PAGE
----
Monday, December 15, 2014

something I needed to hear

makes a difference in the pile of rejections.

"Your work is a strong example of an investment in thought and material.  I could not stop thinking about the soap project of your grandmother, and the way you are able to seam disparate things- like ancient ceramics with a child's classroom.  Your investment in personal history transcends the personal and becomes universal, humorous and poignant.  "

Thursday, December 11, 2014

Red Library, Parallel Play

I begin the day with news of an acquaintance's son, at 12 diagnosed with cancer. I look at Jessica's recent work with taxidermy birds and songs. I think of the absurdity in life and how I often take myself way too seriously. With that:


 (The Red Library, Parallel Play)

Exhibition proposal of newly paired work by multidisciplinary artists, Tereza Swanda and Angela Rose Voulgarelis.

Generated over the course of the last seven years, and shared via their collaborative blog: Art, Life (no separation), the proposed exhibition will mark the first presentation of the artists work side by side, out of the digital realm and into physical space. Their themes address the importance of equating the masculine/feminine, domestic labor and 'high art.' They criticize historically accepted women's roles in relation to notions of the Domestic, confront violence against women, and openly share deeply personal narratives.

Both individually and together, their work opens up dialogue between seeming dichotomy. By using their blog posts and images as a point of departure, they aim to "parallel play" like two toddlers side by side but independently, revealing their creative processes, methodologies and the absurdity inherent in this physical realm. 

The Red Library, or Cervena Knihovna, was an edition of romantic fiction bound by red cover targeting a female audience at the turn of last century in Swanda's native Czech Republic. The books were formulaic usually containing misogynistic content whose aim was to shape feminine stereotypes. In this show we intend to flip, play with and dismantle this stereotype. 





Subject: Re: Art Life No Separation - Invitation to collaborate, Red Library
From: angelavoulgarelis@gmail.com
Date: Wed, 10 Dec 2014 13:13:36 -0500
To: mazur22@hotmail.com

Also let's start the conceptual process.
What are we showing and how are we doing it? What about our process merits a show?
Personally, it's important to equate masculine/ feminine, domestic/low work and 'art', and speaking the truth. All public, through our blog.
When I think of our work, I think of two toddlers playing side by side but independently. "Parallel play" is what I think the term is called. I'm not sure we have to think about making overt connections between our work. To me it's obvious by who we are and what we do. Can we look at general themes and go from there? I agree the visual component is important, but I guess I also want to stress the concepts behind the work to inform the images we choose.
Sound good?

Wednesday, December 10, 2014

RE: Art Life No Separation - Invitation to collaborate, Red Library

Let's start the visual process- we can treat this part as a process on it's own. 

Last night I was thinking how to start: 
The first thing that came up was our poem and your conscious object that came from it. 
(We could wear conscious objects at opening, artist talks, blue and red)
Our little red books would also look nice on display perhaps next to your conscious object on a shelf.

I have a folder of your works and a folder of mine. Let me send you an image of mine. Please respond by sending me a word/sound/object/image of yours? 

Then we can fit these duets accordingly by size into the space. What do you think??

I think our Named Girls Series, (Sculptures with paintings,) is strong and we should look at their installation. I have to think how I would display the sculptures: if a 2"x 1" sculpture would have a strong enough effect next to your paintings or if the sculptures have to be translated into projections/prints/transfers magnified to the right scale with your work next to it.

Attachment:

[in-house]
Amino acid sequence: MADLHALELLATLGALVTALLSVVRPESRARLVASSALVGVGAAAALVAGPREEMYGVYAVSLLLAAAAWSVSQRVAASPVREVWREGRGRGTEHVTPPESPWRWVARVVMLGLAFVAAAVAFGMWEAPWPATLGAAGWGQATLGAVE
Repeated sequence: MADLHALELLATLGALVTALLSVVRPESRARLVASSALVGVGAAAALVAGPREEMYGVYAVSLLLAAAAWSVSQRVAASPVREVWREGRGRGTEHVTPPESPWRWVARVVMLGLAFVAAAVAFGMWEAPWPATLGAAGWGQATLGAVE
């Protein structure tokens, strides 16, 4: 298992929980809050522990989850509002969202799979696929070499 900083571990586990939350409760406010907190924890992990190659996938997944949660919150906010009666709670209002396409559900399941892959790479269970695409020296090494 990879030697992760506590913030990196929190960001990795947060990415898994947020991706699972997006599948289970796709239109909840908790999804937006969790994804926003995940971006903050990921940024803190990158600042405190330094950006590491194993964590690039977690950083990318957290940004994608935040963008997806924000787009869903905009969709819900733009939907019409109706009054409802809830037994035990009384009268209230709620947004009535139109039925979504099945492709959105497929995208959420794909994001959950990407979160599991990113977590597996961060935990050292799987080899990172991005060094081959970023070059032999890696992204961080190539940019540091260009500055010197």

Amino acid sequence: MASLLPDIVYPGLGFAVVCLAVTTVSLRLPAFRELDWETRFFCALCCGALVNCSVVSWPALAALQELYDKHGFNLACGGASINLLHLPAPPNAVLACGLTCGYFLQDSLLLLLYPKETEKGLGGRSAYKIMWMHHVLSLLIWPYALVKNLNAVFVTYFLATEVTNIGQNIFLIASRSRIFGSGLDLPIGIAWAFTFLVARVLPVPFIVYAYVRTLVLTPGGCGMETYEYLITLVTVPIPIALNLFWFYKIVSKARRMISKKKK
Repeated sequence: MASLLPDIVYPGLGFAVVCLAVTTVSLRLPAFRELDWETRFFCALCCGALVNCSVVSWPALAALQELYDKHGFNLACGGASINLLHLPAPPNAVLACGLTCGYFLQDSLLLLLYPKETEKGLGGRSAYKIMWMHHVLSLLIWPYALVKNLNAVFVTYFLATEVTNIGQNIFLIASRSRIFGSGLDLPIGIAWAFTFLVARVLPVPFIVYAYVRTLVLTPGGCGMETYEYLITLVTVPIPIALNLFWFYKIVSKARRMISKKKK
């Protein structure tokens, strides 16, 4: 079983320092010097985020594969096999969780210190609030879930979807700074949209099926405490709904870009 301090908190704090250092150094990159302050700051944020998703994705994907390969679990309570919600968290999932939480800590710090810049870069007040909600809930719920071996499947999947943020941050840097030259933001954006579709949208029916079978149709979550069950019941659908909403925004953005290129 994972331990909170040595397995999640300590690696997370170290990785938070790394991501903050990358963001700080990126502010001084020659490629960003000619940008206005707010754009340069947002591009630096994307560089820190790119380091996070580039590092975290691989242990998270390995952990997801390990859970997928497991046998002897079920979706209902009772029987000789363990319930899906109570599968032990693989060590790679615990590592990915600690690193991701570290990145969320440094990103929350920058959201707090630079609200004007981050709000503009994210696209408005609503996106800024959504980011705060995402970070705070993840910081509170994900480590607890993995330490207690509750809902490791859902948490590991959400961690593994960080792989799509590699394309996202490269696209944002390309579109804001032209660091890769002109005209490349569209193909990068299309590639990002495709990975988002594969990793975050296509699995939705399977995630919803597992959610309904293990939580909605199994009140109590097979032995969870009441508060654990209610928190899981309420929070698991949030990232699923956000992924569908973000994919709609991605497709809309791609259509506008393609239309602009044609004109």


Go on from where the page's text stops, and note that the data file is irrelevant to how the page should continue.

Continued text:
In addition, I think it would be good to diversify including objects, videos, etc. 

More on the writing to come....




(old, transitional painting from 4B)

crab


Varecha, story in our little red books

Tuesday, December 9, 2014

She $PEAKs OUT

Project with Anitra Haendel as part of Diane Jacob's $PEAK OUT http://www.dianejacobs.net/work/263:
The following 40 quotes written by Anitra will be laser cut into 40 one and five dollar bills









































Feel(s) like death.

First, we have to answer to ourselves alone

for your dream, for the adventure of being alive.

How else will you morph?

I believe

I can see Beauty

I can sit with pain. of mine or yours. I can sit too long!

I fail.

I get discouraged, mom/man

I shout “Yes!” my “failures.”

I trust her

I want to fix the pain!

I want to know if you can sit with pain
mine or your own, without moving to hide it, or fade it, or fix it.

I will stand in the fire with you

It is a dark cold scary place, scared of living – I am not afraid of further pain

Listen to ourselves + our intuitions

Long live the dance of wildness

Love overcomes all grief.

Morph, shed skin

Most vulnerable most true and most alive!

My love for myself. My mom’s love.

My sorrow + grief –I want to get to that place of pain with someone close.

She will be safe!

She taught me how to love myself.

She wants to take care of them; but needs to take care of herself first. (FYI

Someone close. Most true. Does birthing a child take you there?

Sorry  sorry

the center of your own sorrow, fear of further pain. (with arrows)

This is the main question

This is the main question.

Trust myself

+ trust that pain is necessary

What more is there? (after

When all else falls away
I want to know if you can be alone with yourself

Yes I have touched the center of my sorrow.

Yes, I can

You keep the empty moments.

You must see outside that pain +

You're here to shout with me

Monday, December 8, 2014

Red Library, another blurb beginning


 (The Red Library)

Exhibition proposal of newly paired work by Tereza Swanda and Angela Rose Voulgarelis.

Generated over the course of the last seven years, and shared via their collaborative blog: Art, Life (no separation), the proposed exhibition will mark the first presentation of the artists work side by side. Their themes address and criticize historically accepted women's roles in relation to notions of the Domestic, confront violence against women, and openly share deeply personal narratives.